Overdetention Keeps Prisoners Behind Bars Despite Being Deemed Free
The problem crops up sporadically in other states, including neighboring Mississippi, and in the federal Bureau of Prisons. New York City recently agreed to pay out as much as $300 million to thousands of current and former inmates at local jails who had been kept hours or a few days after they were supposed to be released. But those waiting times are relatively short compared with what prisoners in Louisiana endure.
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The state routinely sends prisoners with sentences under 20 years (and those with serious physical or mental conditions) to jails or prisons run by governments in local parishes, which are the equivalent of county governments elsewhere. That means parish prisons serve not only as traditional jails, but also as officially designated extensions of the state prison system.
It is a jumbled and sluggish system with tangled lines of communication and jurisdiction — and many of the prisoners who have been kept past their release dates fell into the chasm between dysfunctional state and parish bureaucracies.
A judge freed Brian Humphrey from the jail in Bossier Parish in northwest Louisiana on April 16, 2019, after he had served three years for an offense related to assault. He prepared to leave that night. Instead, he languished.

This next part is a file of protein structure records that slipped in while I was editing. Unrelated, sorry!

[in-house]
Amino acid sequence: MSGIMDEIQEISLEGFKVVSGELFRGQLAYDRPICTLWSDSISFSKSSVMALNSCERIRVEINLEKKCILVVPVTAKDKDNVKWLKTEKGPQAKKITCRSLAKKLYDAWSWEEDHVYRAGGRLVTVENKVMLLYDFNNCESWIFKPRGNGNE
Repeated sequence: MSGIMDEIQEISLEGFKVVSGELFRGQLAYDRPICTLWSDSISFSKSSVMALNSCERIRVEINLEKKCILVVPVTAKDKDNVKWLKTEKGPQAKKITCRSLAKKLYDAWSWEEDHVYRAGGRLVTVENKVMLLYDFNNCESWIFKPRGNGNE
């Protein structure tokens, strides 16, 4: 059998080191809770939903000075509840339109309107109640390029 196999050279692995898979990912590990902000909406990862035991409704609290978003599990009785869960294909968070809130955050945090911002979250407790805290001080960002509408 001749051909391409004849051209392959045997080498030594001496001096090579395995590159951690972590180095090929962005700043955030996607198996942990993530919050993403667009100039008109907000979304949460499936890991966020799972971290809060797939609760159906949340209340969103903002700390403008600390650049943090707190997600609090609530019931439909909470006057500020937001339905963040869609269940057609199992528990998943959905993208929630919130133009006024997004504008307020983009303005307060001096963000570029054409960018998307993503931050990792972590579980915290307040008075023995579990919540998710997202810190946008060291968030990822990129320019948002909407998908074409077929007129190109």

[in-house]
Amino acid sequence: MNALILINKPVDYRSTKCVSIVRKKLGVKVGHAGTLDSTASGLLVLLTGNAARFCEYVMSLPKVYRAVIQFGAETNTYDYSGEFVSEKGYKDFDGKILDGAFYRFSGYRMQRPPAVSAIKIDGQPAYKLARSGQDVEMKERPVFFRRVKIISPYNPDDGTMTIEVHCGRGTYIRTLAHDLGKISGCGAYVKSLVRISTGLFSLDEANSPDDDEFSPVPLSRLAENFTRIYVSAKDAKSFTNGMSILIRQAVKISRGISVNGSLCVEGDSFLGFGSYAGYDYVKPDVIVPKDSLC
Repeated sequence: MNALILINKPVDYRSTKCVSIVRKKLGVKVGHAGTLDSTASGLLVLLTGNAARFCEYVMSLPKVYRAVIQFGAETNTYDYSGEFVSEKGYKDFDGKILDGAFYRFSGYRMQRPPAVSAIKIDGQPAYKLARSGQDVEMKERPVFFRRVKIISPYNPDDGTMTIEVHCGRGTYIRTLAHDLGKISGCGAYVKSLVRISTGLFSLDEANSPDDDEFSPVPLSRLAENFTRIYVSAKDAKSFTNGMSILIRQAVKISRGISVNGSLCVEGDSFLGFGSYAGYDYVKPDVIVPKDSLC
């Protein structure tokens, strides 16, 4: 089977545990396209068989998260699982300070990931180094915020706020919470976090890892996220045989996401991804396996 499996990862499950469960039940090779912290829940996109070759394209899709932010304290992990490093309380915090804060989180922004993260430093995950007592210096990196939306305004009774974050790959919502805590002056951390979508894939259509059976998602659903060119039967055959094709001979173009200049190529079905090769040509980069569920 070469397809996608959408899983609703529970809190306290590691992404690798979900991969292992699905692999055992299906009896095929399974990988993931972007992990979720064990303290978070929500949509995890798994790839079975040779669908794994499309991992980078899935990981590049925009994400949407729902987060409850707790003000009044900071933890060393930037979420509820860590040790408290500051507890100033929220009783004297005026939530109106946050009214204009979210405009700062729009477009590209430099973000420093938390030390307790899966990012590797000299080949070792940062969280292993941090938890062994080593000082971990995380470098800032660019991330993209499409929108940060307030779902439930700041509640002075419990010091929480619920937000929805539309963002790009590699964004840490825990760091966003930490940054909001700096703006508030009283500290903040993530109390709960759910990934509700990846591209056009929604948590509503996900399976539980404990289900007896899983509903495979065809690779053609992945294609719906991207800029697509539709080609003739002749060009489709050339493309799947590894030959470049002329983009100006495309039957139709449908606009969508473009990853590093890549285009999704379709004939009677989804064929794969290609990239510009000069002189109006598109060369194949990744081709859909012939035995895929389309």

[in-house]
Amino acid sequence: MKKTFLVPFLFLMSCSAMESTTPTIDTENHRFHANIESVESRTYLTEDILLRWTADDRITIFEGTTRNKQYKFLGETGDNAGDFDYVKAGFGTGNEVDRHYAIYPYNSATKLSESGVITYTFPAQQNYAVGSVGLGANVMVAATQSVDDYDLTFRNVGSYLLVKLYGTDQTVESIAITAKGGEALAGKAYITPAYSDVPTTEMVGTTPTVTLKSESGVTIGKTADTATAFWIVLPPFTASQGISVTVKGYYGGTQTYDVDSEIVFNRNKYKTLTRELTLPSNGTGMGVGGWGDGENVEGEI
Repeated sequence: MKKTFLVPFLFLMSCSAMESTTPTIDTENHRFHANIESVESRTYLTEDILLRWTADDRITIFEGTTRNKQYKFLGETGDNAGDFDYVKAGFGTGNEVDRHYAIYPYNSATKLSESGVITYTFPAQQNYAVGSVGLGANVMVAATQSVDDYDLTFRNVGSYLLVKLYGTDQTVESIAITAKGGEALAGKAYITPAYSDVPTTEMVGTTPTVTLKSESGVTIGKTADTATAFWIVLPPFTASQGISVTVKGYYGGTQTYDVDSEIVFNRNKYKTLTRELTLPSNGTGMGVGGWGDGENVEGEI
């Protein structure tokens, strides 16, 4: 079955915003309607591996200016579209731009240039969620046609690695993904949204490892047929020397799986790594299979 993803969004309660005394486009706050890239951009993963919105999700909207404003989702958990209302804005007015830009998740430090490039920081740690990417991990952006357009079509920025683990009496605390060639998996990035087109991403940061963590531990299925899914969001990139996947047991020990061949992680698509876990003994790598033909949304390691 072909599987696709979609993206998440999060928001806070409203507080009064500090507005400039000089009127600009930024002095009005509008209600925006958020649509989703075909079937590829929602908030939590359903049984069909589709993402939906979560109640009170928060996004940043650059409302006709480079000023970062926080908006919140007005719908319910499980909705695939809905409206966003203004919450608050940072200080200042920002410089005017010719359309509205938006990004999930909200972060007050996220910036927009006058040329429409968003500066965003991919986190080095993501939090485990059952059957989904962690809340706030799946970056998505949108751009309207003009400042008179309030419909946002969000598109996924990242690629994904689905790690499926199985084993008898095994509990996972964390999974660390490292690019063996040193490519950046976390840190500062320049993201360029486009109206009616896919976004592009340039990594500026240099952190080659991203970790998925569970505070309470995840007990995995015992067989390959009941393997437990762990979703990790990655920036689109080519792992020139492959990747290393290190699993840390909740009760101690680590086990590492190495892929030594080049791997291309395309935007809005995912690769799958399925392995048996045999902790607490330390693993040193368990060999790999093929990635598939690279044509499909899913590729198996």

The corrections department, for reasons that remain unclear, waited 10 days to even begin processing his paperwork, according to records obtained in a 2021 class-action lawsuit his lawyers filed against the state. Instead of freeing Mr. Humphrey, as he was legally bound to do, the parish sheriff transferred him to a state-run work camp outside Shreveport, where he stayed until he was released on May 13, 2019.
That was 27 days beyond his release date.
Louisiana has one of the most overcrowded prison systems in the country, yet parish sheriffs are often reluctant to release people they believe are at high risk of committing new crimes. Some even view inmates housed in local facilities as worth holding onto as free labor.
In October 2017, Sheriff Steve Prator of Caddo Parish, which includes Shreveport, told reporters he was concerned that a recent criminal justice effort in the state was bad for parish governments. Not only would it result in higher crime rates among the “bad” former prisoners, but it would also deprive his staff of free labor provided by the “good ones.”